BRUSSELS, Aug 21 (Reuters) - Car makers could be forced to install technology into new European cars by 2014 that would automatically call emergency services in the event of a crash, the European Union’s executive said on Friday.
The eCall system can save the lives of people who are unconscious or confused about their location after an accident, but it has failed to take off due to worries about the costs.
Although the standards and technology are ready and 15 countries have given it their backing, Denmark, France, Ireland, Latvia, Malta and Britain are not ready to commit, the European Commission said in a statement.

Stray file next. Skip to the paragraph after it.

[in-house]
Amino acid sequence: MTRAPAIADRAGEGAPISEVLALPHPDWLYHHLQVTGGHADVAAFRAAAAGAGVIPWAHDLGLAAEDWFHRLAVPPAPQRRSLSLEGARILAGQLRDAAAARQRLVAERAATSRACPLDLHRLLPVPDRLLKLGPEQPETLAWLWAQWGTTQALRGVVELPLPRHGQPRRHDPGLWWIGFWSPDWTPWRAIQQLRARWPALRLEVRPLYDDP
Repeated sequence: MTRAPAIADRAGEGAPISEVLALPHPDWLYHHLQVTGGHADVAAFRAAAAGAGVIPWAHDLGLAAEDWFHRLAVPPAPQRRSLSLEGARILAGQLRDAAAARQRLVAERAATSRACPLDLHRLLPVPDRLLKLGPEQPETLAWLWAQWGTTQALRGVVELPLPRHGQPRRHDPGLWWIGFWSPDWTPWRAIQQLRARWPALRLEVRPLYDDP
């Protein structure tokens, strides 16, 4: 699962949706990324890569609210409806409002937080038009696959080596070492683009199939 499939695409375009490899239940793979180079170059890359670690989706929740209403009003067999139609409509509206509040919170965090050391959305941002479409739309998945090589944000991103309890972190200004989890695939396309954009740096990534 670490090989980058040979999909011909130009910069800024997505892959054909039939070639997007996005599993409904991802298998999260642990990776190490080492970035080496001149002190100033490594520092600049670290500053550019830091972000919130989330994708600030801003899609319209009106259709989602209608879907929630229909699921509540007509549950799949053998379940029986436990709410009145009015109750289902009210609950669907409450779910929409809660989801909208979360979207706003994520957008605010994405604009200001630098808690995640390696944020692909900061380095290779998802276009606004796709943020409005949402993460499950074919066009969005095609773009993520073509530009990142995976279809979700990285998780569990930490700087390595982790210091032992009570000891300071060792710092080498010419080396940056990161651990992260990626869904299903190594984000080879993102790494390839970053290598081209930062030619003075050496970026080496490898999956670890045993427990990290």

“If the eCall roll-out does not accelerate, the Commission stands ready to set out clear rules obliging governments, industry and emergency services to respond,” said European telecommunications commissioner Viviane Reding.
“I want to see the first eCall cars on our roads next year,” she added in a statement.
The Commission said it presented a strategy for introducing the system in all new vehicles across Europe by 2014, starting from next year.
It estimated the system could save 2,500 lives annually. (Reporting by Pete Harrison; editing by Janet Lawrence)
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